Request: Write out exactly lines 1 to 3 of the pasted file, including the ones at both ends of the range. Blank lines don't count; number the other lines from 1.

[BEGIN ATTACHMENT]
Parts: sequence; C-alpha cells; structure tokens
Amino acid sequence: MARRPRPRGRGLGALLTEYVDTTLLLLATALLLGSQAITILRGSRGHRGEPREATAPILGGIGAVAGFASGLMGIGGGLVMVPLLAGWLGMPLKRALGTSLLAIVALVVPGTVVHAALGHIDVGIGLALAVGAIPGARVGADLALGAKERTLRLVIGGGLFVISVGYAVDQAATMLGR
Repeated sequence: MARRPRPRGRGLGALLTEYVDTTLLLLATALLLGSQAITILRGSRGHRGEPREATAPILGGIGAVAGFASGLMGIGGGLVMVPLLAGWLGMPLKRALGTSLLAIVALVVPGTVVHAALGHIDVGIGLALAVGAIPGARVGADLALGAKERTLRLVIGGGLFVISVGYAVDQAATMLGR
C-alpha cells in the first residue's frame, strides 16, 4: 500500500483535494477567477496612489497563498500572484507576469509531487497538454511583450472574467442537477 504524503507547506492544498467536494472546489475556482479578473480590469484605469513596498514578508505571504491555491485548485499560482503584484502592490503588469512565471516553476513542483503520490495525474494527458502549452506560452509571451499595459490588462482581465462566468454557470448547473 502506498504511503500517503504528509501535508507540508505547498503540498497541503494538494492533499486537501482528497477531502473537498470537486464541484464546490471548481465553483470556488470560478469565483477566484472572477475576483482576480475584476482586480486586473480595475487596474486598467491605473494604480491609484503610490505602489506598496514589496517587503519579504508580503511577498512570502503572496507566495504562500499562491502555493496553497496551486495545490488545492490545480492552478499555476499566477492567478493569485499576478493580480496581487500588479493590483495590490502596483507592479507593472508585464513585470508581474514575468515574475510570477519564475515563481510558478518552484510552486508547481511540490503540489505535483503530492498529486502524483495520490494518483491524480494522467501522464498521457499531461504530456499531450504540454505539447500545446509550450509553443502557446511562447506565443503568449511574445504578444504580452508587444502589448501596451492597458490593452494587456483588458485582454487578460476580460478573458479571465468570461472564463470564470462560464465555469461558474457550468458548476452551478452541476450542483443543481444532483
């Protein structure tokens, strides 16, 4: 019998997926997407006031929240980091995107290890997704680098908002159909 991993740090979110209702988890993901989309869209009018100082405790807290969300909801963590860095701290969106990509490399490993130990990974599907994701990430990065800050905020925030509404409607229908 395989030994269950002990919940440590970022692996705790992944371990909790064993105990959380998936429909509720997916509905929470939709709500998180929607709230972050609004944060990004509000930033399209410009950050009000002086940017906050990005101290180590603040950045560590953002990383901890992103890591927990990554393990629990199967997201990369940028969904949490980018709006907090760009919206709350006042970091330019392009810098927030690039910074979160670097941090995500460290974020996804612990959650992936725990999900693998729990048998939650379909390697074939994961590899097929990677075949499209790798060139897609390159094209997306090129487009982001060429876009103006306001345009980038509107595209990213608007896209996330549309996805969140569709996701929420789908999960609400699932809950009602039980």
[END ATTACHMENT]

Parts: sequence; C-alpha cells; structure tokens
Amino acid sequence: MARRPRPRGRGLGALLTEYVDTTLLLLATALLLGSQAITILRGSRGHRGEPREATAPILGGIGAVAGFASGLMGIGGGLVMVPLLAGWLGMPLKRALGTSLLAIVALVVPGTVVHAALGHIDVGIGLALAVGAIPGARVGADLALGAKERTLRLVIGGGLFVISVGYAVDQAATMLGR
Repeated sequence: MARRPRPRGRGLGALLTEYVDTTLLLLATALLLGSQAITILRGSRGHRGEPREATAPILGGIGAVAGFASGLMGIGGGLVMVPLLAGWLGMPLKRALGTSLLAIVALVVPGTVVHAALGHIDVGIGLALAVGAIPGARVGADLALGAKERTLRLVIGGGLFVISVGYAVDQAATMLGR